George DeCarlo of Berkeley Heights, chair of the State Green Party, says it’s likely Princeton graduate and public advocate Ralph Nader will again be the Green Party’s nominee for president in 2008, with former U.S. Rep. Cynthia McKinney of Georgia as the party’s nominee for vice president.
One obvious question for DeCarlo is why should progressives support Nader and not U.S. Rep. Dennis Kucinich, a Democratic candidate for president whose views on the War in Iraq, labor and trade, the environment and healthcare are similar to Nader’s?
And why should they back the Green Party when Nader’s vote share in 2000 drained votes away from Democratic Presidential candidate and environmental champion Al Gore, who was eventually bumped in a Florida cliffhanger by a U.S. Supreme court decision?
DeCarlo remains convinced the Dems are no better than the GOP, and says Bill Clinton was worse than Bush in some ways as a president and essentially a failure, at least in terms of what DeCarlo sees as Clinton’s finger in the wind approach to leadership.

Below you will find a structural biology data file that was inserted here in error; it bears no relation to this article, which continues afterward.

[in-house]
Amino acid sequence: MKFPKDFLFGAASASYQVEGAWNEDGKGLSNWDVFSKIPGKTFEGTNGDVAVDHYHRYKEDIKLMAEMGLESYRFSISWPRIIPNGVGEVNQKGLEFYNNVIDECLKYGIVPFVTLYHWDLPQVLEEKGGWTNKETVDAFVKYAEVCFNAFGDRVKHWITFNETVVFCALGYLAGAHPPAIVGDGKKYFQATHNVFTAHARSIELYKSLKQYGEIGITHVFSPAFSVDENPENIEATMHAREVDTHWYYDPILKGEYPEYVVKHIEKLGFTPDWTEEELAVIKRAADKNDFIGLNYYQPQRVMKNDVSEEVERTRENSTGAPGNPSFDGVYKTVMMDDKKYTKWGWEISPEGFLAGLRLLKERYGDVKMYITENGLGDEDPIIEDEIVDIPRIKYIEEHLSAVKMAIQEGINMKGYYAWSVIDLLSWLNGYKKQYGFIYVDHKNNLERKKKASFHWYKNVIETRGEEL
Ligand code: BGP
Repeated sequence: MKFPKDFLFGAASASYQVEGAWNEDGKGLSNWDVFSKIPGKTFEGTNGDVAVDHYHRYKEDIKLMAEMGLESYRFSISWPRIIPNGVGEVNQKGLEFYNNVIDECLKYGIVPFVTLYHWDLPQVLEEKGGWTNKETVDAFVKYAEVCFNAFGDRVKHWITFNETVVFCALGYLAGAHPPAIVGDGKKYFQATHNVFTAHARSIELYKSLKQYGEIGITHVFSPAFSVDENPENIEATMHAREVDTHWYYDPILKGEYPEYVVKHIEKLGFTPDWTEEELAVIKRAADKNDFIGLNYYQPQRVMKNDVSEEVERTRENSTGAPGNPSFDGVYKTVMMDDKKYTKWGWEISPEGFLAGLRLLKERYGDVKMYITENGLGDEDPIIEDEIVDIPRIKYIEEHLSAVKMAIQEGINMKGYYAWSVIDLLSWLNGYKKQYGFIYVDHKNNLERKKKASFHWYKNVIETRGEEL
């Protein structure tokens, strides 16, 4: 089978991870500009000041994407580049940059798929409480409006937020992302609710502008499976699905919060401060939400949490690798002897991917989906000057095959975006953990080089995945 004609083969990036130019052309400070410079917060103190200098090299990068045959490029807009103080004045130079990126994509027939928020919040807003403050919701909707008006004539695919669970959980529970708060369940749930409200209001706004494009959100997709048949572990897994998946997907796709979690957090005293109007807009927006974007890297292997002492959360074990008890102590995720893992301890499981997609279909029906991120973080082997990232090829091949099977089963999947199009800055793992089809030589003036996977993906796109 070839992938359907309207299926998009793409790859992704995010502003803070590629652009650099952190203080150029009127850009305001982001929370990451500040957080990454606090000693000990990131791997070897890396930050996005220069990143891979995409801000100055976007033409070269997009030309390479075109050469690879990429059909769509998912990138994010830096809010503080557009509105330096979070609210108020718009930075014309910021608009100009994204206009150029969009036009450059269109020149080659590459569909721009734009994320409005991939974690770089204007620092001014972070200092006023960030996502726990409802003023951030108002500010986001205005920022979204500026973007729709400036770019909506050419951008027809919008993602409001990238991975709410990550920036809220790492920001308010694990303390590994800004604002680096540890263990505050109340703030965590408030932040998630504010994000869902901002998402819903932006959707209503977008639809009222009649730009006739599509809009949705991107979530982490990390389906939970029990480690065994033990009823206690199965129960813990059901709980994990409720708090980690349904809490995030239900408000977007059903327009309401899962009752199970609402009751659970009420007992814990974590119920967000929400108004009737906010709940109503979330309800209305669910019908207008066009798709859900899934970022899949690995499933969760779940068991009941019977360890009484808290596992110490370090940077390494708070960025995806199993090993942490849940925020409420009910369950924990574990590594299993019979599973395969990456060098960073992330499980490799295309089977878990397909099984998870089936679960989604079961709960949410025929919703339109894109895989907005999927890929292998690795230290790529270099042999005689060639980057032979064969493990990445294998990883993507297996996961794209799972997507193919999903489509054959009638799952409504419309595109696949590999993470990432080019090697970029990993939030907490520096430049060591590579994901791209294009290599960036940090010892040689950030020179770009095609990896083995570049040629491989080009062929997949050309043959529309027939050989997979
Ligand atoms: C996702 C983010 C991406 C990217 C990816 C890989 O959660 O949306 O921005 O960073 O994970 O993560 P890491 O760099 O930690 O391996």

"Clinton killed more people in Iraq by the sanctions he opposed on that country," says DeCarlo. "All this business about Bush being an incompetent failure, an idiot and a dope – it’s nonsense. Bush has done everything he said he was going to do."
As long as Kucinich is aligned with the Democrats he can’t help but be little more than a prop, says the Green Party chair.
"Kucinich is there for one purpose," says DeCarlo. "He’s there to keep peace activists, greens – note the small ‘g’ – in the party. Kucinich is willingly being used. It keeps them there, but out of fear. Of course the nominee is going to be Hillary (Clinton), who voted for the war and is a top money receiver from the pharmaceutical industry."
DeCarlo says he likes U.S. Rep. Ron Paul, a Republican presidential candidate who voted against the war in Iraq, but who is ultimately harnessed to another party that has irreversible problems, in his view.
In the end the issue for DeCarlo is equal ballot access in New Jersey for Greens and other alternative parties. Right now the two major parties control the ballots and the arrangement of candidates on those ballots.
"Until we’re all (the Green Party and other alternative parties) in the lottery for a column we will continue to have disappointing results with the Democrats and the Republicans," DeCarlo says.